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Initial Teacher Education (ITE) Matters


Created on 13 June 2011 by ncetm_administrator
Updated on 25 September 2013 by ncetm_administrator

Initial Teacher Education (ITE) Matters

Introduction

The current national priority to develop a strong supply of scientists, engineers and technologists through the National STEM programme demonstrates a clear need for expert teachers of mathematics at all levels in schools and colleges, both for mathematics as a subject in its own right as well as to support engineering, science and technology learning. The shortage of mathematics teachers and the difficulty in recruiting high quality Initial Teacher Education (ITE) trainees to qualify as mathematics teachers at secondary level and higher is well documented and long standing (Cockcroft Report 1982; POST 1996; Smith Report 2004; University of Manchester 2005).

In the primary sector, only between 2% and 4% of ITE trainees have a degree in a STEM subject and the Williams Review recommendation of one mathematics specialist per primary school requires an additional 10,000 primary teachers to develop expertise in this area (Williams Review 2008). In Making Mathematics Count (Smith 2004), Professor Adrian Smith says it is

'essential to ensure that a good supply of newly qualified teachers is maintained and therefore that able and committed trainees are recruited to fill all allocated training places'.

In meeting these national demands there is a clear need for high quality Initial Teacher Education in all sectors. ITE providers are an essential link in the chain of mathematics leadership, and supporting effective practice in ITE is important to the government’s overall stance on Subject Leadership, raising the profile of and achievement in STEM, improving teachers’ subject knowledge and contributing to the drive to bridge the gap between high and low achievement in Mathematics. This is the national context in which the Initial Teacher Education Matters consultation was undertaken.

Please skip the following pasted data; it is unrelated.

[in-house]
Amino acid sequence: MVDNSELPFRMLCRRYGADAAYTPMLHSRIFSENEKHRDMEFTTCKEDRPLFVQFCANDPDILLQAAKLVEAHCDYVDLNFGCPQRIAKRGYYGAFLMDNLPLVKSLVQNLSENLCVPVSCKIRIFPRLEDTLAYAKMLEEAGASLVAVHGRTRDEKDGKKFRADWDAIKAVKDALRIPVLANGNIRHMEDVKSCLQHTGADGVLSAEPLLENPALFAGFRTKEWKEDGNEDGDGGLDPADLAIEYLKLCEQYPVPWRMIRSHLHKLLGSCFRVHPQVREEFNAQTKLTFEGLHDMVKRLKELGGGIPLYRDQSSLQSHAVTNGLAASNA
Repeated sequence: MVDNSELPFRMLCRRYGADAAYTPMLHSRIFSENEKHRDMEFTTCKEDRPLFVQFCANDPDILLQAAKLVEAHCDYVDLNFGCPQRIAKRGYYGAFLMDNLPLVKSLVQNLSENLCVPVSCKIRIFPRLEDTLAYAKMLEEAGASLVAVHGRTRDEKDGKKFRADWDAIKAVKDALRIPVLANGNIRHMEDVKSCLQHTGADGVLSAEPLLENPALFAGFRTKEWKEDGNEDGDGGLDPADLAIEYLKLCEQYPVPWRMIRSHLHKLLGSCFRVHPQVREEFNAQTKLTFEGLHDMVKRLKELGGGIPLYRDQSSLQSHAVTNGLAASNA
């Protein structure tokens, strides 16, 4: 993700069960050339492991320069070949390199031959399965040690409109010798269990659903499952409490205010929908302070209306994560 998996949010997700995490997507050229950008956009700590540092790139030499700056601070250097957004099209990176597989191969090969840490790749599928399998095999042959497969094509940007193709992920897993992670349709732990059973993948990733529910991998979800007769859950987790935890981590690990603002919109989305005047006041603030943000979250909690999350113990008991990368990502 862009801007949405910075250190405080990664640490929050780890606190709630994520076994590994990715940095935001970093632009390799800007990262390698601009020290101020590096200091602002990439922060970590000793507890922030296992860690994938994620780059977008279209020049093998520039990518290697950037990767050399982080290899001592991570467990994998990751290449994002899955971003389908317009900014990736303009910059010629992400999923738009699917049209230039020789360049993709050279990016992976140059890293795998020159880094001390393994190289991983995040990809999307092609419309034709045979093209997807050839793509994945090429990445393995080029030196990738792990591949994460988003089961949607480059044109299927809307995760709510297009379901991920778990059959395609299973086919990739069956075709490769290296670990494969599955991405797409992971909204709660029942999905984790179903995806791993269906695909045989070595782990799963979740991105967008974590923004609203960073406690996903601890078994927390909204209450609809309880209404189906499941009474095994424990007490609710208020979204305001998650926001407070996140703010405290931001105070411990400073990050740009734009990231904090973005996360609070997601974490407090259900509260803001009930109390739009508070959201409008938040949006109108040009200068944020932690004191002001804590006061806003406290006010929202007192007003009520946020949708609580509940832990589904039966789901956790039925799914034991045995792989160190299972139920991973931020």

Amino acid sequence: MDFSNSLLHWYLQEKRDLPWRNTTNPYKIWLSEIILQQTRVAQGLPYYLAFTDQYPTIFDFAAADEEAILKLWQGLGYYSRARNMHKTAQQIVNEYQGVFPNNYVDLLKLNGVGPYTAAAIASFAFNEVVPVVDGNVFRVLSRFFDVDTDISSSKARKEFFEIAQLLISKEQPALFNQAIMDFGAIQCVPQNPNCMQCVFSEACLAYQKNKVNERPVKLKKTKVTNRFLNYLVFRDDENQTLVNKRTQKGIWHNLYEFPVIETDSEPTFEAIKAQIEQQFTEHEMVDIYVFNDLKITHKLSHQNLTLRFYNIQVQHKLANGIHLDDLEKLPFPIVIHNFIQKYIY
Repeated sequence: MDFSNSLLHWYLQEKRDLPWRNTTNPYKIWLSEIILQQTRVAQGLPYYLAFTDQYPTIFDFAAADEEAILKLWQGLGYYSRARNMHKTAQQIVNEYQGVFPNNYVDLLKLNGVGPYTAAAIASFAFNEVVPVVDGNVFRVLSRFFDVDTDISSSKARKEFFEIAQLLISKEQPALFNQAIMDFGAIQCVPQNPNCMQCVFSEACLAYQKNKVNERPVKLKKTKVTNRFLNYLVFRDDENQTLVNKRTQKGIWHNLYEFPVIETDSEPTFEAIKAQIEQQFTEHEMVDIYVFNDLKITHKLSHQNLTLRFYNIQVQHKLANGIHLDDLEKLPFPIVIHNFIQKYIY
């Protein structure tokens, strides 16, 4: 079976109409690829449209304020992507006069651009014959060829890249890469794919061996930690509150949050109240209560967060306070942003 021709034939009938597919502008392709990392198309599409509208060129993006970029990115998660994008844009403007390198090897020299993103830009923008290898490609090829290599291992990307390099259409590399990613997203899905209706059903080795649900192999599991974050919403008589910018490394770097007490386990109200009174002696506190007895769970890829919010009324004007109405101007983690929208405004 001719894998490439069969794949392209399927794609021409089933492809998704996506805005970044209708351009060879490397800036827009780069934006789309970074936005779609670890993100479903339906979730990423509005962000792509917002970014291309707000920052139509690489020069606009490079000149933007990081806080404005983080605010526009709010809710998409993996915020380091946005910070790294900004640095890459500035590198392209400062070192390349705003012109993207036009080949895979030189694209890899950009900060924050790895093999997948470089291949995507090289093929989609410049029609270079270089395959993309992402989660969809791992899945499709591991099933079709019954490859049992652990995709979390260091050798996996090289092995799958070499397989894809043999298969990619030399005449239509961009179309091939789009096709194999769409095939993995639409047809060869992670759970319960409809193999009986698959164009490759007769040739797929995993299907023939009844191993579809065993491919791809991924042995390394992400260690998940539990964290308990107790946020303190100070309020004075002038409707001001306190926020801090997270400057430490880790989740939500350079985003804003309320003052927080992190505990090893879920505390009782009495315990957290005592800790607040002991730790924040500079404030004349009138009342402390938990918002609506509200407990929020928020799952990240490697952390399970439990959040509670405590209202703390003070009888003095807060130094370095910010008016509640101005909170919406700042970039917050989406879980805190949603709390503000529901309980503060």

The vision for the National Centre for Excellence in the Teaching of Mathematics (NCETM) encourages learning from best practice through collaboration among staff and by sharing good practice as an effective tool for professional development. Initial Teacher Education Matters was one of the NCETM’s projects for 2010-11. Modelled on Mathematics Matters (NCETM 2008), it aimed to help embed effective practices in mathematics across ITE institutions by engaging the community in taking ownership of and adding to the wealth of research-based evidence in this area. 

 
 
 


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